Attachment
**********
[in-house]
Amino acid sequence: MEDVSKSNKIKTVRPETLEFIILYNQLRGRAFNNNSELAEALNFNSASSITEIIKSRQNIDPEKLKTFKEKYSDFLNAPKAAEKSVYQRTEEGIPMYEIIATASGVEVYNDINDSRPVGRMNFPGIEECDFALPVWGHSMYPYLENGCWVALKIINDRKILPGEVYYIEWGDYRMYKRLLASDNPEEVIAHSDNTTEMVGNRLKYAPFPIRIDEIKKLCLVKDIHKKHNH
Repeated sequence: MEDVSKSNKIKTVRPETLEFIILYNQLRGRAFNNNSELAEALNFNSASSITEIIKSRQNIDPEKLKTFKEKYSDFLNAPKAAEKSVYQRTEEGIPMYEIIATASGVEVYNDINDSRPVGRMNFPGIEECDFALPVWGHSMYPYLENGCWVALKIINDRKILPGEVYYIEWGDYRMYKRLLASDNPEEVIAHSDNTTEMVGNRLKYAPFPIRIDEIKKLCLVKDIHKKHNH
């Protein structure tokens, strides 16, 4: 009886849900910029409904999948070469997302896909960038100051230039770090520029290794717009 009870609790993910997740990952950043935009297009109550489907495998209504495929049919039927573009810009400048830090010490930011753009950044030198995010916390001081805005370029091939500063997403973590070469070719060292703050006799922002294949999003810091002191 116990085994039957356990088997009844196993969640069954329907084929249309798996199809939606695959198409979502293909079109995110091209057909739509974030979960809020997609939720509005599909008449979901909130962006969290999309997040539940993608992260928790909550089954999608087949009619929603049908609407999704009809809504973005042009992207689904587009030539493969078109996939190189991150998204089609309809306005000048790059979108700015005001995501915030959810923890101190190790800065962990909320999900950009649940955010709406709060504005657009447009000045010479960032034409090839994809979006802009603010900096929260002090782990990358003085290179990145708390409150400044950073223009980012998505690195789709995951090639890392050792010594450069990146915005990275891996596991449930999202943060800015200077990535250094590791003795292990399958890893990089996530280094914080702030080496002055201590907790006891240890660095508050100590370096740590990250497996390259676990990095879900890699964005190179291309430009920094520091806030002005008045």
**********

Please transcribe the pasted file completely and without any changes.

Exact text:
[in-house]
Amino acid sequence: MEDVSKSNKIKTVRPETLEFIILYNQLRGRAFNNNSELAEALNFNSASSITEIIKSRQNIDPEKLKTFKEKYSDFLNAPKAAEKSVYQRTEEGIPMYEIIATASGVEVYNDINDSRPVGRMNFPGIEECDFALPVWGHSMYPYLENGCWVALKIINDRKILPGEVYYIEWGDYRMYKRLLASDNPEEVIAHSDNTTEMVGNRLKYAPFPIRIDEIKKLCLVKDIHKKHNH
Repeated sequence: MEDVSKSNKIKTVRPETLEFIILYNQLRGRAFNNNSELAEALNFNSASSITEIIKSRQNIDPEKLKTFKEKYSDFLNAPKAAEKSVYQRTEEGIPMYEIIATASGVEVYNDINDSRPVGRMNFPGIEECDFALPVWGHSMYPYLENGCWVALKIINDRKILPGEVYYIEWGDYRMYKRLLASDNPEEVIAHSDNTTEMVGNRLKYAPFPIRIDEIKKLCLVKDIHKKHNH
């Protein structure tokens, strides 16, 4: 009886849900910029409904999948070469997302896909960038100051230039770090520029290794717009 009870609790993910997740990952950043935009297009109550489907495998209504495929049919039927573009810009400048830090010490930011753009950044030198995010916390001081805005370029091939500063997403973590070469070719060292703050006799922002294949999003810091002191 116990085994039957356990088997009844196993969640069954329907084929249309798996199809939606695959198409979502293909079109995110091209057909739509974030979960809020997609939720509005599909008449979901909130962006969290999309997040539940993608992260928790909550089954999608087949009619929603049908609407999704009809809504973005042009992207689904587009030539493969078109996939190189991150998204089609309809306005000048790059979108700015005001995501915030959810923890101190190790800065962990909320999900950009649940955010709406709060504005657009447009000045010479960032034409090839994809979006802009603010900096929260002090782990990358003085290179990145708390409150400044950073223009980012998505690195789709995951090639890392050792010594450069990146915005990275891996596991449930999202943060800015200077990535250094590791003795292990399958890893990089996530280094914080702030080496002055201590907790006891240890660095508050100590370096740590990250497996390259676990990095879900890699964005190179291309430009920094520091806030002005008045």